The centrepiece of the concert was Benjamin Britten’s String Quartet No. 3 which was first performed just after the composer’s death in 1976. Hearing a live chamber music performance again after so long was as emotional as it was therapeutic; this programme was chillingly appropriate in view of the pandemic we are enduring. Cellist Felix Hughes (no relation) introduced the quartet as written by Britten after unsuccessful surgery and when he must have been aware of his own mortality. It is a more contemporary exploration of the themes of illness and death than the well-known Mahler Symphony No. 9, that composer’s last completed symphony.
To my ear, Britten uses standard musical forms and twists them to his exploration. The first movement to me weaves the themes of health and illness in a perversion of classic sonata form. If there is a catharsis, it is in the Burlesque movement that is typical joyous Britten. The final movement’s cello recitative recalls the cello and tenor recitative of Beethoven’s last symphony but in Britten’s last quartet this leads to a warped passacaglia descending - despite moments of remission - in to chromatic chaos and rhythmic degeneration, portraying dying.
This was an intense performance of a work so relevant to our times; that very many of the audience were in tears at the end of the performance is tribute to the sensitivity and dynamism of the Elmore Quartet’s playing and Britten’s music’s relevance today.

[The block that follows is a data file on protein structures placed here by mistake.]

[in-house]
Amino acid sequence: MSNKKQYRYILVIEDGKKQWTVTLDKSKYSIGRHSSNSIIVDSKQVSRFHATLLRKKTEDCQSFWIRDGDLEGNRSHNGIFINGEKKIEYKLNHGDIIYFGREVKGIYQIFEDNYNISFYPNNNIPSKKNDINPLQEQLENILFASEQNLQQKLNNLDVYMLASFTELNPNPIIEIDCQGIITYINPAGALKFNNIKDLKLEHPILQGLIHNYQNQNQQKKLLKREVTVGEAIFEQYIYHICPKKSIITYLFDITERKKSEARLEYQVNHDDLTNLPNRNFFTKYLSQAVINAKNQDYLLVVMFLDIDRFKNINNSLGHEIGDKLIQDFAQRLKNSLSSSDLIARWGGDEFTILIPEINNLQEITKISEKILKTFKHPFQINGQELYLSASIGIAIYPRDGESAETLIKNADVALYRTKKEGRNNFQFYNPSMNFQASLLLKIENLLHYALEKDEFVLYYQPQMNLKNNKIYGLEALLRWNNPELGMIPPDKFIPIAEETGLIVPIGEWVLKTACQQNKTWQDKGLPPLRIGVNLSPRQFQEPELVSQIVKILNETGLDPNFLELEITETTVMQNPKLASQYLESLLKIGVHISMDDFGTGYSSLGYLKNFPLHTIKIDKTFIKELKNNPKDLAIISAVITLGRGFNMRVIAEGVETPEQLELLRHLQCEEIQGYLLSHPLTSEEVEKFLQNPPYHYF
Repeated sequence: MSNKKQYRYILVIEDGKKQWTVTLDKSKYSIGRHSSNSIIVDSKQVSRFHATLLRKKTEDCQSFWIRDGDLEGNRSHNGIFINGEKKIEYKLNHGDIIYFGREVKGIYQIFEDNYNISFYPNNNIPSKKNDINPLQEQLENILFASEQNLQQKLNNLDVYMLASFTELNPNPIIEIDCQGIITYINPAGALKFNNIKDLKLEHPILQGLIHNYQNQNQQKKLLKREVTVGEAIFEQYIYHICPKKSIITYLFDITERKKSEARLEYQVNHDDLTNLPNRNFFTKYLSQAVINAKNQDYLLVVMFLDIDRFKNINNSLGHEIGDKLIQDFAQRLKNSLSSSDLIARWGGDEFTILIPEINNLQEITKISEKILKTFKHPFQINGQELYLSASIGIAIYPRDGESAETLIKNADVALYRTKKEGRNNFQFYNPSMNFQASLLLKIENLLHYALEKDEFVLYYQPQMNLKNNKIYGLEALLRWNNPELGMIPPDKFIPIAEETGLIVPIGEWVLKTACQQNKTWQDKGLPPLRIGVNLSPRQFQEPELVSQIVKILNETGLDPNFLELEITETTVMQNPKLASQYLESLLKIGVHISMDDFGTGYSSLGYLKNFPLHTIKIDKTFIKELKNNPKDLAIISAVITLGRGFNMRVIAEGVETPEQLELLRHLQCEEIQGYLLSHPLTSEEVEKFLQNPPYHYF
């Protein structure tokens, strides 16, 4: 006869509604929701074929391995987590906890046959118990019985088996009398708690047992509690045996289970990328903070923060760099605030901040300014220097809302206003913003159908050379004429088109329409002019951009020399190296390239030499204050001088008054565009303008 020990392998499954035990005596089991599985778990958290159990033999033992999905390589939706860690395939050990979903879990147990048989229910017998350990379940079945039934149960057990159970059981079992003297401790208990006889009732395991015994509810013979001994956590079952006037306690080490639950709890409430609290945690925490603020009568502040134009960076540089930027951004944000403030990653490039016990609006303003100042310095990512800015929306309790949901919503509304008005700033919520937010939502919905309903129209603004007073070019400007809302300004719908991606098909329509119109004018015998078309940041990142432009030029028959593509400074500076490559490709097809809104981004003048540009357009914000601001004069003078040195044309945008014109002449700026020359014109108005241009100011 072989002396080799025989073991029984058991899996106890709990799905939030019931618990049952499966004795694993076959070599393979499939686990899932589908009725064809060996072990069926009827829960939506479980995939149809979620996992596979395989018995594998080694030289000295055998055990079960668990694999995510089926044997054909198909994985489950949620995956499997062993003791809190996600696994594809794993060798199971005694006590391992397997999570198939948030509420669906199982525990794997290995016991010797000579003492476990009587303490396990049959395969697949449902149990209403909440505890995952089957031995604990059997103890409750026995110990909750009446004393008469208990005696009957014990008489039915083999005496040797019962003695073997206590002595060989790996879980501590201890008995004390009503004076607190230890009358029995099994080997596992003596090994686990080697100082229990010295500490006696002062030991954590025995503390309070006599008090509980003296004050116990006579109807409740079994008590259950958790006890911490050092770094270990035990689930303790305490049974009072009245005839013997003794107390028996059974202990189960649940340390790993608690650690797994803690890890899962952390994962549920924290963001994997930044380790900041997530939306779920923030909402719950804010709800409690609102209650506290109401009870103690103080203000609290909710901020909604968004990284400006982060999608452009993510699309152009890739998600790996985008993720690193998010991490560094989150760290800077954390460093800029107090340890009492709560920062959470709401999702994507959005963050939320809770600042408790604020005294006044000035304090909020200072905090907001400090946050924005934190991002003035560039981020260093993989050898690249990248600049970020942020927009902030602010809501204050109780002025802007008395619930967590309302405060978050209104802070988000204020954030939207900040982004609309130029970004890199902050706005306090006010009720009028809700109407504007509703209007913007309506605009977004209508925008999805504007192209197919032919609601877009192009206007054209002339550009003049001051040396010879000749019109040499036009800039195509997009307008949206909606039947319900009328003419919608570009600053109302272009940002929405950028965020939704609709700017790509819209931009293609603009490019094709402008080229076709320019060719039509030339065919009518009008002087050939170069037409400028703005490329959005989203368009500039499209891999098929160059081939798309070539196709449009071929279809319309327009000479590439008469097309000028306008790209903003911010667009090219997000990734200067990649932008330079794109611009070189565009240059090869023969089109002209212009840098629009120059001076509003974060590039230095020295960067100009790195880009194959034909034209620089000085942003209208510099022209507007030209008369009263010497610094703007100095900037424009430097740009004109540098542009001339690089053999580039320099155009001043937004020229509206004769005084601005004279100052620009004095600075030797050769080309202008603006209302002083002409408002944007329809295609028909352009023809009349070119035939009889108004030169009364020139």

Webern: Lansamer Satz. A complex and joyous piece to open their programme, the Elmore Quartet showed their spirit and enjoyment of the music.
Beethoven’s String Quartet in A minor, Op. 132, played after the interval, really showcased the Elmore Quartet’s lyrical ensemble and skill at keeping a flowing line running through musical changes or musical question and response; the acoustic helped it but also highlighting the precision of their playing.
The Elmore players clearly appreciated playing to this attentive and intelligent audience who clearly understood both the cerebral late Beethoven and the intense twentieth century repertoire; the Britten was published in the lifetime of many of us present. The Elmore Quartet feel a direct connection with the composer and his friend Norbert Brainin of the Amadeus Quartet through their teachers and mentors at the Royal Northern College of Music.
This was Keswick Music Society’s first concert since winter last year. It was a good turnout on one of the coldest nights so far this autumn, especially as there is currently limited heating in St. John’s church due to a fault.
A modest programme is planned for early 2022 and is expected to continue in the magnificent setting of St John’s parish church. The acoustics are excellent with an absence of background noise which is exceptional, giving a clarity and directness to the sound. In the case of tonight’s concert this highlighted the sensitivity, understanding and vigour of the Elmore Quartet players.
Great that Keswick Music Soc is back and still with adventurous repertoire performed at the highest level.
The Elmore String Quartet (Xander Croft, Pijus Jonušas, Ben Kearsley, Felix Hughes)
Parish church of Keswick, St. John
Webern: Langsamer Satz
Britten: String Quartet No. 3
Beethoven: Op. 132 No. 15 in A minor